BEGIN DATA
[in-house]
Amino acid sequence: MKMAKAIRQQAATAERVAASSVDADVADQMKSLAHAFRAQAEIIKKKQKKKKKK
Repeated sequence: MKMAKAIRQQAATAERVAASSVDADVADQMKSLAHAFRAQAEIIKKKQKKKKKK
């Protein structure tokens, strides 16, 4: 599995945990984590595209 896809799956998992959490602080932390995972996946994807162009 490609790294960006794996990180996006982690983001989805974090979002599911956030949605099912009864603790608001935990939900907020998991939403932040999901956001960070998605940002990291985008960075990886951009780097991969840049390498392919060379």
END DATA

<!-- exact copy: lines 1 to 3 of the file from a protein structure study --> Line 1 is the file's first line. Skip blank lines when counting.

[in-house]
Amino acid sequence: MKMAKAIRQQAATAERVAASSVDADVADQMKSLAHAFRAQAEIIKKKQKKKKKK
Repeated sequence: MKMAKAIRQQAATAERVAASSVDADVADQMKSLAHAFRAQAEIIKKKQKKKKKK